MIT Discovers Third Kind of Magnetism

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sacre

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[citation][nom]wannabepro[/nom]Interesting.Now please actually use it unlike so many 'break through(s)' that get thrown under the carpet and never heard of again.[/citation]

Take everything with a grain of salt. Nearly every year for the past 15 years i've been seeing articles come out about "3d transistors" and "liquid CPU's" and "laser cpus" and "aids almost cured?" "Cancer cure around corner" "this" "that" "this"

I'm sure its all adding up to something, but 3/4 of these are incomplete studies and 3/4 of them end in failure.

Just like this, we won't hear about it again for another 5-10 years.
 

A Bad Day

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[citation][nom]memadmax[/nom]Apple will sue them before it even reaches the market....[/citation]

Apple would be very insignificant as it was in the 1990's by the time the tech is available for marketing.
 

palladin9479

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[citation][nom]wannabepro[/nom]Interesting.Now please actually use it unlike so many 'break through(s)' that get thrown under the carpet and never heard of again.[/citation]

That is the difference between science and engineering. Science is discovering new concepts behind how the universe works, engineering is about taking those discoveries and making something with them, at a profit (or otherwise worth the time / expense). Many things don't make it to market because it's found to be uneconomical at that time. Kinda of a "yes we could make this super awesome device but it would cost ONE MILLION DOLLARS (in doctor evil voice)". The science and technology still exists, so in the future when materials science or other advanced engineering comes along, they can go back to the previous idea and see if it's feasible to implement.
 

CaedenV

Splendid
[citation][nom]sacre[/nom]Take everything with a grain of salt. Nearly every year for the past 15 years i've been seeing articles come out about "3d transistors" and "liquid CPU's" and "laser cpus" and "aids almost cured?" "Cancer cure around corner" "this" "that" "this"I'm sure its all adding up to something, but 3/4 of these are incomplete studies and 3/4 of them end in failure.Just like this, we won't hear about it again for another 5-10 years.[/citation]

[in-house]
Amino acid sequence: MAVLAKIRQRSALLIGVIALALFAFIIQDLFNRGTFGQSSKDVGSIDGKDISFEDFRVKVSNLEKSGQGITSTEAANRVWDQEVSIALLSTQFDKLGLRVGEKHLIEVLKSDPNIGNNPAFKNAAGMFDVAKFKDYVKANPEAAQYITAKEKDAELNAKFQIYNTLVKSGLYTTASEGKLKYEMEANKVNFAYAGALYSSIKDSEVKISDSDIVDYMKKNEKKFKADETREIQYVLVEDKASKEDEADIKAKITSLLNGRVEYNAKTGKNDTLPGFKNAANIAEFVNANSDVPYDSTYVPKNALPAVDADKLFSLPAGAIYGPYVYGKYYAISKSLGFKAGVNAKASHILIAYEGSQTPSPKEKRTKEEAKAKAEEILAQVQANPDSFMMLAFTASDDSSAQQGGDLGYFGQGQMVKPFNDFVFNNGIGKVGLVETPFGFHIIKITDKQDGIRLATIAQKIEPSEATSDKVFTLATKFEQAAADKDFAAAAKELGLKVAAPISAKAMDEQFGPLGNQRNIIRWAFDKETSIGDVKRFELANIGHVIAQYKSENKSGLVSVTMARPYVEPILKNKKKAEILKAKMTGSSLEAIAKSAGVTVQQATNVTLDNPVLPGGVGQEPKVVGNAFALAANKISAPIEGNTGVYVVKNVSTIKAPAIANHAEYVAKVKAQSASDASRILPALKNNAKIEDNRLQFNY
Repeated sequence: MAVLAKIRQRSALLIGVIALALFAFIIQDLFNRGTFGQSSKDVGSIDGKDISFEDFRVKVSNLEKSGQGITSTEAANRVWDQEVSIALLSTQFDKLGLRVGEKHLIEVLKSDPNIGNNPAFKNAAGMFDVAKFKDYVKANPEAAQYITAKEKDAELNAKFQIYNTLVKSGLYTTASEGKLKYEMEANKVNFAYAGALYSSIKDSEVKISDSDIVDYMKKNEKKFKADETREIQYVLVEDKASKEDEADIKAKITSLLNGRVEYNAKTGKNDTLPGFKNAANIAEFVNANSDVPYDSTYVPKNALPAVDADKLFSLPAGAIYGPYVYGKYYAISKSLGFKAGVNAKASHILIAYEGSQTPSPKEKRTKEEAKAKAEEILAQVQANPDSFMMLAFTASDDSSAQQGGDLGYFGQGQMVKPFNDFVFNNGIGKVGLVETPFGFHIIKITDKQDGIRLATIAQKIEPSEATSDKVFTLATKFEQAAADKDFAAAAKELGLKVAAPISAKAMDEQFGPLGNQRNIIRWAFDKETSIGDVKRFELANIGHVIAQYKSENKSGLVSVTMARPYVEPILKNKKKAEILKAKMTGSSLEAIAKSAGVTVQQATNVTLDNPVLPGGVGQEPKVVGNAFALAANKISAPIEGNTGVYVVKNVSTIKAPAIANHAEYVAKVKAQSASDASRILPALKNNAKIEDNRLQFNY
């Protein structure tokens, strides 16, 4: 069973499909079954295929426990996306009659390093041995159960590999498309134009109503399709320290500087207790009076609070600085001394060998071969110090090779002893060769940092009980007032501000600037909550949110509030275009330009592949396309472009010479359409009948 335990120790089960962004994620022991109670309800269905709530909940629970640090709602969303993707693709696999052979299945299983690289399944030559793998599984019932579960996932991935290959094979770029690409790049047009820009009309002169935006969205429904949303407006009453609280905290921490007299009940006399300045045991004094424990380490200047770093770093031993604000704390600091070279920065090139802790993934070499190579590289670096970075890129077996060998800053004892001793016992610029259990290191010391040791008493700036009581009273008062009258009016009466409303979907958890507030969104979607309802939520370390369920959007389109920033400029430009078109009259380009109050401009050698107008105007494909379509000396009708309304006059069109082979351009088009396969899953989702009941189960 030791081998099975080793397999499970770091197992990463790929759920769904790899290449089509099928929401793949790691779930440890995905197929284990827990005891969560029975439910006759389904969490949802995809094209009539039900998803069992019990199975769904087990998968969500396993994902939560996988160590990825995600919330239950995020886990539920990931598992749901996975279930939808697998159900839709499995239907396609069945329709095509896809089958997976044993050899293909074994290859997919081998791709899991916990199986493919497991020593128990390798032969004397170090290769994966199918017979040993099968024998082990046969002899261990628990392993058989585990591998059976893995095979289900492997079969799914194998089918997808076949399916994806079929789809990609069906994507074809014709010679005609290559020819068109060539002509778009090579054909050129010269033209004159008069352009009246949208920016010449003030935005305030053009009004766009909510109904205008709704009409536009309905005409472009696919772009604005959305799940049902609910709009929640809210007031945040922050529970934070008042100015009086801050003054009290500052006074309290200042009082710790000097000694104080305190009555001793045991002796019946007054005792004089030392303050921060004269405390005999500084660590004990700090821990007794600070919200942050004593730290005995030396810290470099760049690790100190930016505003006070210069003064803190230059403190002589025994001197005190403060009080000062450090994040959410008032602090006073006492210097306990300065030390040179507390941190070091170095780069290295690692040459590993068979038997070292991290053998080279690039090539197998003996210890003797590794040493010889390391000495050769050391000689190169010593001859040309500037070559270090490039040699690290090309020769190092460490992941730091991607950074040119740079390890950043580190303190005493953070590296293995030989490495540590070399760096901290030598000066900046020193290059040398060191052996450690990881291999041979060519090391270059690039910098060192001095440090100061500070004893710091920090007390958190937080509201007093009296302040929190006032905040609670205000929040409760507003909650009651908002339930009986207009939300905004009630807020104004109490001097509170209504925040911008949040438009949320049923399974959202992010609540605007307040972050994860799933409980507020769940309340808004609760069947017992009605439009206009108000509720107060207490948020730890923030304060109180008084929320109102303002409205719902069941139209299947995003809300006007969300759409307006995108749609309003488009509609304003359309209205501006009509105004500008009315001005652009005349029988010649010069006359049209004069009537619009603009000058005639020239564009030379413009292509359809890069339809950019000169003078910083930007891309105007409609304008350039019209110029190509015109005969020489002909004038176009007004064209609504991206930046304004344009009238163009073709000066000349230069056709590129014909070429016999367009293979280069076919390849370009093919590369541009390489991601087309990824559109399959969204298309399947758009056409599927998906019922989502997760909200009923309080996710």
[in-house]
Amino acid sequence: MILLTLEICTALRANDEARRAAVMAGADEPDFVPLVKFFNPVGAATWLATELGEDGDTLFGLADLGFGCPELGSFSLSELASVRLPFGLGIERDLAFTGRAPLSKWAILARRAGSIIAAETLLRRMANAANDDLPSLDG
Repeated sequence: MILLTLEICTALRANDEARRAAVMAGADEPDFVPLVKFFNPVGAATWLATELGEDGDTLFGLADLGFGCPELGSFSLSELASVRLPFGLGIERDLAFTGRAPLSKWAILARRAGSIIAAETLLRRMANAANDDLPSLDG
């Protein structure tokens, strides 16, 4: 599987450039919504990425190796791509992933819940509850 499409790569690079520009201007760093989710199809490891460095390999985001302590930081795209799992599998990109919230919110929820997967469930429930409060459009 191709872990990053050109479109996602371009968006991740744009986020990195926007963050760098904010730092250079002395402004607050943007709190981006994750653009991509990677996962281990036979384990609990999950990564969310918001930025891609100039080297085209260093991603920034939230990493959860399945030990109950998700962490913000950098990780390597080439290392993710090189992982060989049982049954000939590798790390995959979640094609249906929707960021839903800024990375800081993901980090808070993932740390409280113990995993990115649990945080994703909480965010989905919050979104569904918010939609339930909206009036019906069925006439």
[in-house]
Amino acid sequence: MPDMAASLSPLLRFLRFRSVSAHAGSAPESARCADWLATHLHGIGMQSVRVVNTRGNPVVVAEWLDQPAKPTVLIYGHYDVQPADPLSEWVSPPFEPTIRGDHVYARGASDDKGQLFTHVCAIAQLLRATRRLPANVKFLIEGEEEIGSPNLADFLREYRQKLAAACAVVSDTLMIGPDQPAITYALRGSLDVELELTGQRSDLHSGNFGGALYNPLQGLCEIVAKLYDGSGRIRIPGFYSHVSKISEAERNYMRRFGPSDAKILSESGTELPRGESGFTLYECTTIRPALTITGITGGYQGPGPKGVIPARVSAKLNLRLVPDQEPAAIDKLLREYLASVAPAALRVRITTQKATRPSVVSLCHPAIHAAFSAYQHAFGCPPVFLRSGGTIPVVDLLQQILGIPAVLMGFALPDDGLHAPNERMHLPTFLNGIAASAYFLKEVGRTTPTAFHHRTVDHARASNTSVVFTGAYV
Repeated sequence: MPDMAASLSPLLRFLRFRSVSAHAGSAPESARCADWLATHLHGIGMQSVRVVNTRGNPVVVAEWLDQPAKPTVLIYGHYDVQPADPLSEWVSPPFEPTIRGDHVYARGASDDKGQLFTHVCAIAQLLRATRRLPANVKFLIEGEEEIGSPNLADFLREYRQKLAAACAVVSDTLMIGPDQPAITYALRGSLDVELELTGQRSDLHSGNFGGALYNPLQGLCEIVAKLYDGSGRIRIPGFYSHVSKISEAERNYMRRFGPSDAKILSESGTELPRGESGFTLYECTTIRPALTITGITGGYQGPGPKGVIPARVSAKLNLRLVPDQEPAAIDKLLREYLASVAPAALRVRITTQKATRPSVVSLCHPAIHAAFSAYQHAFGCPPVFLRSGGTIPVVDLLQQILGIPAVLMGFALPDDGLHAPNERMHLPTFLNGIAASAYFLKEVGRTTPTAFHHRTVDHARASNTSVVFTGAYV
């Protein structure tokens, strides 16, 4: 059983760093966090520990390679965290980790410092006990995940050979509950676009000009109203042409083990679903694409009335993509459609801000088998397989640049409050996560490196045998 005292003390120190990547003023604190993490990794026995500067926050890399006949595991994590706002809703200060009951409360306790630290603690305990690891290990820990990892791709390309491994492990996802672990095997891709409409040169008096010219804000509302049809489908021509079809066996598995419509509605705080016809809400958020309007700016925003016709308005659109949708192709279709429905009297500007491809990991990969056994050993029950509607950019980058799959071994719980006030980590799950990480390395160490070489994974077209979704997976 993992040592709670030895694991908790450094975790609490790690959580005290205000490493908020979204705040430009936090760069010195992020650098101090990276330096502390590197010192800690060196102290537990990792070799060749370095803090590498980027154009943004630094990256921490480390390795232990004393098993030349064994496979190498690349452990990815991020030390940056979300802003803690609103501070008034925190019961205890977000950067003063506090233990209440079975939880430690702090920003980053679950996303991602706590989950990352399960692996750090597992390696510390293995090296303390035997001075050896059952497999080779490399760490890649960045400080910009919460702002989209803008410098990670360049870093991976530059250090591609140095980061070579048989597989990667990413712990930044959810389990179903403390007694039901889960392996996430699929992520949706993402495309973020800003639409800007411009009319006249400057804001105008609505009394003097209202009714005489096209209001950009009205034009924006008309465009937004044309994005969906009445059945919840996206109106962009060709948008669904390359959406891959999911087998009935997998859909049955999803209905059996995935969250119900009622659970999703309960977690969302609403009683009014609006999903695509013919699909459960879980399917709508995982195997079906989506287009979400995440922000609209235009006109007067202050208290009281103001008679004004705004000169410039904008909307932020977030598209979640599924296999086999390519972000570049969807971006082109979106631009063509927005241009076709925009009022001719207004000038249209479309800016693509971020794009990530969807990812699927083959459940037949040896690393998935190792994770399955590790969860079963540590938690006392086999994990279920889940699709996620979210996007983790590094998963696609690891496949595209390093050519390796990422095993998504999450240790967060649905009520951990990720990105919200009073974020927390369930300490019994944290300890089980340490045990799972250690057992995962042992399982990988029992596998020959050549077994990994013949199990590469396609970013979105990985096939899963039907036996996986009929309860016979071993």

-3D transistors are coming, but not until we hit an end to the current trend of die shrinks, so it will be a few years.
-Never heard of liquid CPUs, but laser/light based switching CPUs are doing well in development. The issue though seems to be that while it can be done, our current track of technology offers better returns on investment, and is the easier tech to continue Moore's Law, so we may never get to see it.
-The problem with the 'cure for cancer' seems to be a fundamental misunderstanding of what cancer is. Cancer is always in our bodies. I have cancer, you have cancer, we all have cancer, it is the very root of evolution. But the thing is that most cancers are not self-sustaining so the cells simply die off, or our bodies have mechanisms to find the mistakes, and remove them before they get out of hand. It is in these stages of preventive medicine that we need to focus our research. Then for those who have cancer we simply need to find a better form of removal. Half killing someone to kill a cancer, or hacking someone to pieces are so dark-age, and scary, and simply ineffective. Focus more on prevention and harboring an environment that is not as conducive to promoting cancerous growth, and then find finer tools for removal so that we can get away from chemo treatments. We will never find the 'silver bullet' against cancer because there isn't one. Each type of cancer is different, and each person's cancer is to some extent unique. Until we can have intelligent nonobots that can watch our DNA, there will not be a cure in the way that everyone is hoping for.